CD Revew: Simone Dinnerstein: “The Berlin Concert”


Simone Dinnerstein

Simone Dinnerstein

“The Berlin Concert” (Telarc)

By Don Heckman

Okay, let’s start with full disclosure.  I’m not usually a fan of Bach’s music played on a contemporary piano. Not because it can’t be done well.  Glen Gould killed that rumor, many times, over and over.  What bothers me has more to do with the instrument’s sonorities, as well as its mechanics.  Too many of the Bach-on-the-piano recordings I’ve heard flow from the piano-as-orchestra concept, essentially missing the point of the music.  Worse, In doing so, they rarely manage to elude the aural dominance of the instrument, itself, which is ever present as the carrier of each note.

Simone Dinnerstein’s recording of the Goldberg Variations (“Bach: The Goldberg Variations,” also on Telarc), however, proved me wrong on both counts.  And this new CD, recorded during a concert at the Berlin Philharmonic on Nov. 22, 2007, underscores the accomplishments of the previous recording.  Here, as in the Variations, Dinnerstein’s playing is utterly transparent, transporting the listener beyond the mechanics of pianistic production, into the music itself.  How it is made becomes irrelevant to what one hears — to the intimate connection Dinnerstein creates with the composer’s imagination.

Although works by Bach only make up a third or so of the program, his presence permeates the other pieces as well: Philip Lasser’s Twelve Variations on a Chorale by J.S. BachNimm von uns, Herr, du treuer Gott from Cantata 101— and Beethoven’s Piano Sonata No. 32 in C minor, Op. 111 Lasser’s Variations, reaching from an 18 second Piu Vivo to a climactic 3:37 minute Andante con moto. tred an adventurous path from Baroque counterpoint to a segment or two with distinct touches of jazz balladry.  Dinnerstein travels it with ease.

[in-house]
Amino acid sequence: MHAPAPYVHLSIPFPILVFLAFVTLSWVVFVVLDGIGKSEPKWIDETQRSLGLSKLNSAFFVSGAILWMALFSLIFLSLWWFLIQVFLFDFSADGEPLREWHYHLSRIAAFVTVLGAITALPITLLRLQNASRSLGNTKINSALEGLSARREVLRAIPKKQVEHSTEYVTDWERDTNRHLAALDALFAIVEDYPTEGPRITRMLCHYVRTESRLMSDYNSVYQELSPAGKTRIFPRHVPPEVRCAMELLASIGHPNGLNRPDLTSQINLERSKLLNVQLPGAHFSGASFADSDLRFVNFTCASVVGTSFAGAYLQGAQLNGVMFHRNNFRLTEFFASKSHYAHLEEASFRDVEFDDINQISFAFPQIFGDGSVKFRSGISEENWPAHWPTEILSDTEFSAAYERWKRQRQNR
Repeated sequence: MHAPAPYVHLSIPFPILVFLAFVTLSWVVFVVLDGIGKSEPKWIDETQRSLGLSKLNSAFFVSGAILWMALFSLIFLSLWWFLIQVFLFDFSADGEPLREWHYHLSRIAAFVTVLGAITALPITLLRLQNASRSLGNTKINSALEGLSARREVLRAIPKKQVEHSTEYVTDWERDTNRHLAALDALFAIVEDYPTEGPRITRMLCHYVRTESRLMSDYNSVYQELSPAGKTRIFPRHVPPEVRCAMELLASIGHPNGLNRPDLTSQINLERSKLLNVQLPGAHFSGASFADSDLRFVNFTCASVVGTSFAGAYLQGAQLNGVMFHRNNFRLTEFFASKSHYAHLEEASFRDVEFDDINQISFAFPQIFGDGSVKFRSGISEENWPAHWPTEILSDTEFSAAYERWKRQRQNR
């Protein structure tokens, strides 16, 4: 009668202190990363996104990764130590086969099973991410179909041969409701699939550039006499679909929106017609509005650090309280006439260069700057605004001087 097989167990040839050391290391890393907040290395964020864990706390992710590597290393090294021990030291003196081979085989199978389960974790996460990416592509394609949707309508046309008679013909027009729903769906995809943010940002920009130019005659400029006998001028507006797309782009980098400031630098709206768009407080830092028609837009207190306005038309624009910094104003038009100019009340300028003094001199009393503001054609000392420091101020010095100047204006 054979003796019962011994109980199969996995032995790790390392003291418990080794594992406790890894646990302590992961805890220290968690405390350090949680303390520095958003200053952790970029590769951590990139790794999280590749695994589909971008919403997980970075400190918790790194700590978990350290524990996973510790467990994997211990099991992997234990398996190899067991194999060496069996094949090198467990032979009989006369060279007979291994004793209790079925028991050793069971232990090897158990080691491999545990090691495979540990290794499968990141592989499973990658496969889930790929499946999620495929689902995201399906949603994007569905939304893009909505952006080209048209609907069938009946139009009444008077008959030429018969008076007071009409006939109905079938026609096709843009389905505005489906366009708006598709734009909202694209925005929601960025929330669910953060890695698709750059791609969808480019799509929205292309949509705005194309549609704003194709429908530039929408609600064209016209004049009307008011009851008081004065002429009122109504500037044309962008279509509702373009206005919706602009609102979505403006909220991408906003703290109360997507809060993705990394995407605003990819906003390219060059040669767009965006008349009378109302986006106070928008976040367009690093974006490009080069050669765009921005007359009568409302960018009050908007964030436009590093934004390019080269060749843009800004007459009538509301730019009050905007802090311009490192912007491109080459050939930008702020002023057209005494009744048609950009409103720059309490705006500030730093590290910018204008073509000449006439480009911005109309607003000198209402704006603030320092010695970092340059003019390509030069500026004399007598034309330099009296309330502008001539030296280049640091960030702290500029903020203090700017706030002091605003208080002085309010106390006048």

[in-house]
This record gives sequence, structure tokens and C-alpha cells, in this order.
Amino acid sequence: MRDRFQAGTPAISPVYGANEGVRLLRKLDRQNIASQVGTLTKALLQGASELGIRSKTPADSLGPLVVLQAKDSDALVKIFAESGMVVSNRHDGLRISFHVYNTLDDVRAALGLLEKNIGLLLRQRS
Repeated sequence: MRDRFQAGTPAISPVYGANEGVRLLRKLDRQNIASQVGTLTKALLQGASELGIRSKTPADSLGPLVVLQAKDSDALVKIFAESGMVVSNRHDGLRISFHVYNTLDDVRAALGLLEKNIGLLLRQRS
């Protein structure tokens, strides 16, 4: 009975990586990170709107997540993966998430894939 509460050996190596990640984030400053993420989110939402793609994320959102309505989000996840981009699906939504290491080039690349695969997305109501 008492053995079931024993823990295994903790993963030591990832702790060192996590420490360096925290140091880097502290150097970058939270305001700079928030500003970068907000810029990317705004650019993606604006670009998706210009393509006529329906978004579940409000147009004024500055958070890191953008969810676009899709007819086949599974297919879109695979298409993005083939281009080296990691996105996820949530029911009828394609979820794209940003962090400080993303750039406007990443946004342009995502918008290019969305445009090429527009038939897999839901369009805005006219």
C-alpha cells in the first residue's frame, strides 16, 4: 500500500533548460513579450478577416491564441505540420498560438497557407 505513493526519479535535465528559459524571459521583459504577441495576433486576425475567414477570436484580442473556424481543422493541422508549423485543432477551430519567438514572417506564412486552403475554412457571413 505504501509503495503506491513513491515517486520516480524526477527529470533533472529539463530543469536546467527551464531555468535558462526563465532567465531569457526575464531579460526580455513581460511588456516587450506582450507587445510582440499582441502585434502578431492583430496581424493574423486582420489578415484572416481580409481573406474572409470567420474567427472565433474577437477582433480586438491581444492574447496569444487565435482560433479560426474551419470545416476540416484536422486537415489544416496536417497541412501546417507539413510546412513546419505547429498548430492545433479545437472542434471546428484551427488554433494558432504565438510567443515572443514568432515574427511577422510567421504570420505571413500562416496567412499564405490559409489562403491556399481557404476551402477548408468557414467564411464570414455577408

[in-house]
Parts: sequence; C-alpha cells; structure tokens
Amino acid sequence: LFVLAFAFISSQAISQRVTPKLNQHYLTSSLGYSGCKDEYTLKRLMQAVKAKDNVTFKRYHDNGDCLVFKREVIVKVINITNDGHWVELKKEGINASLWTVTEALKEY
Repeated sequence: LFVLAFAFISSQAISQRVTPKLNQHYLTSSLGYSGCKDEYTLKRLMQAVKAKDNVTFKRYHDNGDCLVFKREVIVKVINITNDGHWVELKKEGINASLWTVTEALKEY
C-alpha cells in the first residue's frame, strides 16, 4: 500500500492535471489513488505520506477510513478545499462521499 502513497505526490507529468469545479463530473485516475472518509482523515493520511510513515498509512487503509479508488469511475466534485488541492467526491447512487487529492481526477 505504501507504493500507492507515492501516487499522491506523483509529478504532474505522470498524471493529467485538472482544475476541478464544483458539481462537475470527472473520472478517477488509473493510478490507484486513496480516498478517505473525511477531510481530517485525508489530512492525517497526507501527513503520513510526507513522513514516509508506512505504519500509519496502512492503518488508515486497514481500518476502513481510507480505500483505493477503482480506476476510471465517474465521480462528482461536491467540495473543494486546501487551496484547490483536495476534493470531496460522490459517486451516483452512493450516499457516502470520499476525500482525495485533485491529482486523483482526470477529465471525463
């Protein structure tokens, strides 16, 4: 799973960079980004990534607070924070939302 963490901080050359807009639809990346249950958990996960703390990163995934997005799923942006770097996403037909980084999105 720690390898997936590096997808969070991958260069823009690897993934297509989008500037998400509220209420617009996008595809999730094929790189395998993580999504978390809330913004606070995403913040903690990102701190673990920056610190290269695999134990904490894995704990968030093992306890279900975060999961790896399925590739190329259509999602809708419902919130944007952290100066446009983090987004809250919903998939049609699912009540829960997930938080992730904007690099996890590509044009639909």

The Beethoven Sonata, his last, is as challenging in an interpretive sense as it is technically thorny, especially in the stunning cross-currents of the Arietta movement.  Listen for the subtle emotions of the anthemic opening, the swing she brings to the middle, ragtimey section, and her astonishing trills.

The two Bach segments — the French Suite No. 5 in G major and, as an encore, Variation 13 from the Goldberg Variations — are yet another reminder of her intuitive link with the music of the Baroque master.  Combined with her Beethoven insights and her capacity to handle the contemporary complexities of the Lasser work, they provide further authentication of her status as the most fascinating new classical pianist arrival of the decade.

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